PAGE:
I should have been going to this game on the crest of a wave, but there was always a nagging doubt in my mind that Bury might gatecrash the party. Those early memories of footballing rejection have a lot to answer for...
Like a lot of young, impressionable kids who grew up in London in the 1970s and 80s, I supported Liverpool.
I was happy in my sugar-coated world where ‘my team’ won everything; league titles, League Cups, FA Cups, Charity Shields and European Cups, even the odd Liverpool Senior Cup. It was great.
I felt I could take on the world, a bit like Superman, when I swapped my school uniform for my red Liverpool kit, complete with Hitachi sponsorship emblazoned across it. Some kids had the same kit, but without the sponsor’s name. I had the real deal. I just didn’t want to wear anything else outside of school.
My sister even stitched the numbered nine on the back of it so I could play out my dream of being Ian Rush in the back garden. It was the first time I had ever worn a number on my back and it felt wonderful.
The garden was a happy hunting ground for me because, just like my hero, I was prolific.
|Hero: Ian Rush, in Liverpool's Hitachi kit, got |
shunted aside once I discovered Micky Joyce.
However, while my pals put pen to paper to sign for such sides as West Sutton Mustangs, Viron Aces, Thatched House Hornets, Secombe Knights and National Nippers, I had to settle for a few months in the reserve pool where we used traffic cones as goals and wore bibs instead of shirts. Worst still, if the weather was blazing hot, then one team lined up in skins. Surely the police would have something to say about that these days.
Any rate, how could it be that Sutton’s version of Ian Rush, Eric Gates and Andy Gray - well, in light of recent events, perhaps not the latter, let’s say, Trevor Francis – all rolled into one, get overlooked by West Sutton Little League bosses? Surely such a lethal garden goalgetter would be high on most managers’ wish list.
Apparently not. To cut a long story short, my confidence evaporated and the goals dried up. I was never the same player again. This, my first real disappointment in football, paved the way for many more to follow.
Eventually, when I was picked up by a side, I was assigned the number four and spent my first season at left-back. We even ended the campaign with some silverware, the Sportsmanship Award for finishing bottom of the league.
Number four? Who played at number four for Liverpool for crying out loud, Phil Thompson? Or was he number five? I can’t honestly remember. But what I do know is this; none of the lads I ever knocked around with ever pretended to be Phil Thompson, either in the garden, the playground or the park.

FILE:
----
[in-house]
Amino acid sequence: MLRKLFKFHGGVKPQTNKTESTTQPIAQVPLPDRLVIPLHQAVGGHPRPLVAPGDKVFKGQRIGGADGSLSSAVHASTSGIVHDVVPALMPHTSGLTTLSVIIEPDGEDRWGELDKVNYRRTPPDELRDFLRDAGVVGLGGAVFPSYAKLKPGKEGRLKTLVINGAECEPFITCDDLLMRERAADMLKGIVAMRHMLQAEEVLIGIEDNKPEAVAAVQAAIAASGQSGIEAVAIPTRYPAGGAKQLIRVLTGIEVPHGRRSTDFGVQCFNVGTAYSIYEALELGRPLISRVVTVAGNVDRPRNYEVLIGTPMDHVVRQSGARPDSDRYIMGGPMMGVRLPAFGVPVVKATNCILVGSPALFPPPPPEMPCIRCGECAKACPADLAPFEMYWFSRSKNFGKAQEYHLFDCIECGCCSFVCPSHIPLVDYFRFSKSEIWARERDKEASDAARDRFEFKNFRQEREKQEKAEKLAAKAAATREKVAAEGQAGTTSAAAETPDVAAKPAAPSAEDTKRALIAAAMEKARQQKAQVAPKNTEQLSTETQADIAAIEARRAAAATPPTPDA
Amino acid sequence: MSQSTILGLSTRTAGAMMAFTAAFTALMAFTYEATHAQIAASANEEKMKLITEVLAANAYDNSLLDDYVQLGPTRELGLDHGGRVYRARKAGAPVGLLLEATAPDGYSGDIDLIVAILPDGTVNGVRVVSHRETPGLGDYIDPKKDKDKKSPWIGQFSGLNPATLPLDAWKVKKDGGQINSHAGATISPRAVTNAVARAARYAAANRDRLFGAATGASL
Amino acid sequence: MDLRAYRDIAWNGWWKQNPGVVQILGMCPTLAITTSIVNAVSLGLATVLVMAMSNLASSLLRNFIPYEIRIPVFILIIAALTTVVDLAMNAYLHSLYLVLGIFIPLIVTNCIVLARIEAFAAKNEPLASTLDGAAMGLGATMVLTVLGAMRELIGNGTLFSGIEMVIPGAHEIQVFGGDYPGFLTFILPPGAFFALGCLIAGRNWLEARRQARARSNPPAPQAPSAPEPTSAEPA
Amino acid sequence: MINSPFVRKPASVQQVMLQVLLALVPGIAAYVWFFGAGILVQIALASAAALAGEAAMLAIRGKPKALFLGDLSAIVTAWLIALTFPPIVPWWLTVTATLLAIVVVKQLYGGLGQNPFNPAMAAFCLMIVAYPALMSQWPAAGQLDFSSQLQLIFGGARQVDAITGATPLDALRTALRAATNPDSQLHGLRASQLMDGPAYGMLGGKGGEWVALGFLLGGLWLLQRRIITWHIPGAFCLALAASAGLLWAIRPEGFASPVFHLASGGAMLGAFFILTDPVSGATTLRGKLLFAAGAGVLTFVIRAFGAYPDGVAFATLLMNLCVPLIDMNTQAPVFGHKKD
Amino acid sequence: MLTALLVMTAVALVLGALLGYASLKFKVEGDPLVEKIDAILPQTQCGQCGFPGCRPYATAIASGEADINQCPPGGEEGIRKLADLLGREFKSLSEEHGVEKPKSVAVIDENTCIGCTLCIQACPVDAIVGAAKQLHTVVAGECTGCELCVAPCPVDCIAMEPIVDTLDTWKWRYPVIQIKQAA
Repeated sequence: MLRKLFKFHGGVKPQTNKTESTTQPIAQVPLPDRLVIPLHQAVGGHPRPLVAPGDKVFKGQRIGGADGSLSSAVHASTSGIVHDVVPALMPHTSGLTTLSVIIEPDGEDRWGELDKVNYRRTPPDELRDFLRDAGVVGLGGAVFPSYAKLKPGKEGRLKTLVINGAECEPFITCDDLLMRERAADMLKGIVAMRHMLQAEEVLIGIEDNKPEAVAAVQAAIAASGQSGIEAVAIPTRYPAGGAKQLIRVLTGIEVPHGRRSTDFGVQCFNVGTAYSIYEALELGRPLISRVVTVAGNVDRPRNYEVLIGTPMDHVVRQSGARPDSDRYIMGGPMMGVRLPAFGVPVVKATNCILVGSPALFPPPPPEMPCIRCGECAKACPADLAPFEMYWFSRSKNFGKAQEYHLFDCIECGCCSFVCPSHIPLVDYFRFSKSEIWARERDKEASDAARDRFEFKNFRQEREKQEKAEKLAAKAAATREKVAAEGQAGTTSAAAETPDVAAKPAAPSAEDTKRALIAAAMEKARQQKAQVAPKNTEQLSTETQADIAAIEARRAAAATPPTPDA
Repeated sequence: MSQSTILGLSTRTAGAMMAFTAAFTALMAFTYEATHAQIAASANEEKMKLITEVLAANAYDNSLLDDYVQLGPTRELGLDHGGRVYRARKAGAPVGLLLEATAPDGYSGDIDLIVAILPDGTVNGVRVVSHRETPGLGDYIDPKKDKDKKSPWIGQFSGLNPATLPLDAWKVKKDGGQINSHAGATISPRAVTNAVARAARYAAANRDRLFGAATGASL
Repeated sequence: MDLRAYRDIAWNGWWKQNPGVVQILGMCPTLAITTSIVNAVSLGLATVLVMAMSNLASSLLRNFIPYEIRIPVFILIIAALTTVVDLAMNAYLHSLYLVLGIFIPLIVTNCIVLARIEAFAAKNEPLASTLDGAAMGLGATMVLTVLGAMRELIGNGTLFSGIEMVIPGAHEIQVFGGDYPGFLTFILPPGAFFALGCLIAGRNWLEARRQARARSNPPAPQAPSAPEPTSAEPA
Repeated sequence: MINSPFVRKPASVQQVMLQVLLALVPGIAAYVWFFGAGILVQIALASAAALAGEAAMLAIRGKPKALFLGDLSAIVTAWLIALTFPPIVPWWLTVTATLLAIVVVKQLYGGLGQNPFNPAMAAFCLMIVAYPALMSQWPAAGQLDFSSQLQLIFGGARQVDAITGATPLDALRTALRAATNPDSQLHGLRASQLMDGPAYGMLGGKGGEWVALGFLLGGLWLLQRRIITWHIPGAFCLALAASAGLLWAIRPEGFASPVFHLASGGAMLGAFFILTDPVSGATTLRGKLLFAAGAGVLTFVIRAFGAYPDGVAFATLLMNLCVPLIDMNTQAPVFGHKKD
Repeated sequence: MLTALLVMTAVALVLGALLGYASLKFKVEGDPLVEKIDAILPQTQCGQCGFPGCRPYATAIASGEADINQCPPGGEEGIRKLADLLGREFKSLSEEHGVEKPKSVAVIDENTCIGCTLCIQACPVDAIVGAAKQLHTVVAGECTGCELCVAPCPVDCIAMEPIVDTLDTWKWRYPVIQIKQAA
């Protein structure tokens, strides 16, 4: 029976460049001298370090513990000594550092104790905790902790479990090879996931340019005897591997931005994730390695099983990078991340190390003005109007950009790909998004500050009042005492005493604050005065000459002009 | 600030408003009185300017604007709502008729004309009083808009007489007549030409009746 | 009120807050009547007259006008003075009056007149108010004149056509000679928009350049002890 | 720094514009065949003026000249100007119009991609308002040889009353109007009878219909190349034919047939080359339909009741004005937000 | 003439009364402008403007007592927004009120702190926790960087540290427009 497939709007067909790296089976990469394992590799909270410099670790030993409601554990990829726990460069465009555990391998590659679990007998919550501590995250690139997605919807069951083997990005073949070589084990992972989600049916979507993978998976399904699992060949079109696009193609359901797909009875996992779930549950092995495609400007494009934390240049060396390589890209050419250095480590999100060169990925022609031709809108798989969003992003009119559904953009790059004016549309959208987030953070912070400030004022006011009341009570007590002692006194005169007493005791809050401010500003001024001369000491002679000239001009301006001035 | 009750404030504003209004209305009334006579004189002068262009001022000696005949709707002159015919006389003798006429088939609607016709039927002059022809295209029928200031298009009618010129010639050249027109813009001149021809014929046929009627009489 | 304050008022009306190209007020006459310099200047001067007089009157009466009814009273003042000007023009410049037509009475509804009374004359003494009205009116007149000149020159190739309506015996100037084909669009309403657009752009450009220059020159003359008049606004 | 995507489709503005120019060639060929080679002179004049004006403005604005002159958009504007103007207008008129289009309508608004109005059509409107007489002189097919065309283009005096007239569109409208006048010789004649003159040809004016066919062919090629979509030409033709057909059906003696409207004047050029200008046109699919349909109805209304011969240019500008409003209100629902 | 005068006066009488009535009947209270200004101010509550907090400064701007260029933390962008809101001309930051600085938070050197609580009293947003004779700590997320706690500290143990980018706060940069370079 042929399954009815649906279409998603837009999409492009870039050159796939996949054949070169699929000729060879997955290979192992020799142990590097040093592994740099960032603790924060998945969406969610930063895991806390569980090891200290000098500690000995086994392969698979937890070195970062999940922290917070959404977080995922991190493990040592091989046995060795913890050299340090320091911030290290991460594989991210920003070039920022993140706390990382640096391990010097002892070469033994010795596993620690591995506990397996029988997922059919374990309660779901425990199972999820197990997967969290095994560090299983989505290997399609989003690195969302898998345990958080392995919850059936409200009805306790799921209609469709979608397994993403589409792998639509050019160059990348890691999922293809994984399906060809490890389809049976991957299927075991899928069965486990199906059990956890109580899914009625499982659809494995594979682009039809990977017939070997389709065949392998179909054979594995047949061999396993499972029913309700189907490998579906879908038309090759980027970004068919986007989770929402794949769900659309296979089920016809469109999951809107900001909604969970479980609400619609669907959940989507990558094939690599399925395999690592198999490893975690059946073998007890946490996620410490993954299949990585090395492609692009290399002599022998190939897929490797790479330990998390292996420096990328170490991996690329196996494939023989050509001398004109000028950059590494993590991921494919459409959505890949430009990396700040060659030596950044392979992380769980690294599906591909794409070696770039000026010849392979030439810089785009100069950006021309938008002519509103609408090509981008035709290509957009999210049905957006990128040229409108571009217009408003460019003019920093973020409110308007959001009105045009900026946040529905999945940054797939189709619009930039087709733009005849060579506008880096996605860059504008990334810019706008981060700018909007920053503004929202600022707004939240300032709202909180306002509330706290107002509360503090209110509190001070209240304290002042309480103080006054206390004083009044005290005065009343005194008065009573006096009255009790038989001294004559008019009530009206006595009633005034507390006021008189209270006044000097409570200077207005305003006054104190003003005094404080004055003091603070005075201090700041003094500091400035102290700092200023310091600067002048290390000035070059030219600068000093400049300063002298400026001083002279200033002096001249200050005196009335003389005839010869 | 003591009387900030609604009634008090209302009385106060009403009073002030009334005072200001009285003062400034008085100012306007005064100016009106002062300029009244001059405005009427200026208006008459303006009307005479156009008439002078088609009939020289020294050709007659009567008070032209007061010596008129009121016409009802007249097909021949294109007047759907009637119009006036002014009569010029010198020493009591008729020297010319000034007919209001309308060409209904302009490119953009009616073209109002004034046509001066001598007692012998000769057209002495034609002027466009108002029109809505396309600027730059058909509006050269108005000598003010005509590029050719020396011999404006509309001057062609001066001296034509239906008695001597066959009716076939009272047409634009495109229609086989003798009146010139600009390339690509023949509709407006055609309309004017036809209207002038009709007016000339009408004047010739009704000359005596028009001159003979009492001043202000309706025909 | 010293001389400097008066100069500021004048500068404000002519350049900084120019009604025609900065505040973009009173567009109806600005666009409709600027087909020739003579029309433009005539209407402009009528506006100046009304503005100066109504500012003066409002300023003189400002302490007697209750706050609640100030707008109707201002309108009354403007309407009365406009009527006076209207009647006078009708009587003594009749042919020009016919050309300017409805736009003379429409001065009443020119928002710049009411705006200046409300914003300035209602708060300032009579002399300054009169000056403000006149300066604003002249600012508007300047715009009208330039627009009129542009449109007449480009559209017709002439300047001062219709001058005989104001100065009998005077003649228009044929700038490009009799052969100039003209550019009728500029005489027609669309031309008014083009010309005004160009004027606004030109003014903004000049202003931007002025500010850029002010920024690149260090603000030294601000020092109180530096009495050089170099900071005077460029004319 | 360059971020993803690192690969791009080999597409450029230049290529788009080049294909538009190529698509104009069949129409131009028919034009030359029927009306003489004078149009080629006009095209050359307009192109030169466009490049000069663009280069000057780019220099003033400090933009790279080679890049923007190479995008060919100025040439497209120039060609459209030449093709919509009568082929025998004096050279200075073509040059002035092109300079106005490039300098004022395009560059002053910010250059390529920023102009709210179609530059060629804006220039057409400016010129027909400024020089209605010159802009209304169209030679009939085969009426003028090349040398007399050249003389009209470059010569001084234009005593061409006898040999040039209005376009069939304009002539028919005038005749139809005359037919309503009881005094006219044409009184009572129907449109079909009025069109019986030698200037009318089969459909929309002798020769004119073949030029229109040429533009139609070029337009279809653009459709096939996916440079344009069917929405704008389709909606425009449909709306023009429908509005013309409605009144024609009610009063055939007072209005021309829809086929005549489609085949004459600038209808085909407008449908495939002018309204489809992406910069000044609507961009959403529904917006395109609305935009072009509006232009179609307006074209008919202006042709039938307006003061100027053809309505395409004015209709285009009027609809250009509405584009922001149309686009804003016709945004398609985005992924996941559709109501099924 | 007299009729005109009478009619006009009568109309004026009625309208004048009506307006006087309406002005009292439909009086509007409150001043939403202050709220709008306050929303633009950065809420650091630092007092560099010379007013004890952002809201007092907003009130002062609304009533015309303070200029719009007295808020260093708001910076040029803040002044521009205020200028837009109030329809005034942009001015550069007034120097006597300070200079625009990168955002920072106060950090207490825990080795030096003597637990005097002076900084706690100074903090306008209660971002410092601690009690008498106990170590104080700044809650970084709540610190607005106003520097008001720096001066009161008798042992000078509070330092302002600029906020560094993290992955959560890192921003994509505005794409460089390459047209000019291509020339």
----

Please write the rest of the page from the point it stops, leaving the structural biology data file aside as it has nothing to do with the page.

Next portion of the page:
I realised then, that even though I loved football, I was never really going to play it. All my best performances were in my head. The reality was very different.
However, there was a shaft of light at the end of the tunnel.
At the end of my second season, my Little League team made it to the semi-final of an invitational five-a-side tournament in Epsom. I even hit the post with one shot in the quarter-final. It made a change from hitting a cone in the reserve pool. At least the post stayed where it was.
We lost the big game on penalties. In hindsight I can now look back on this as a learning curve for all the disappointment that was to follow with the English national team. I am hardened to penalties now. If my team loses on spot-kicks then I simply sink a few beers and try to shrug it off. Back then, I just burst into tears and asked my dad for a can of Top Deck to help ease the pain.
Not long after being taken to Gander Green Lane for the first time, Sutton got to Wembley for the FA Trophy Final of 1981. I couldn’t believe it. Liverpool seemed to play at the Twin Towers every other week, and now, Sutton had made it there too.
I felt like a lucky charm, the Reds won loads of things under my watchful eye and now Sutton were at it... except, they lost, 1-0, to a goal in extra-time scored by a guy who had started the season playing Sunday football on Hackney Marshes.
Thank crikey this ramble is over. Despite what you think, I’ve got a life you know.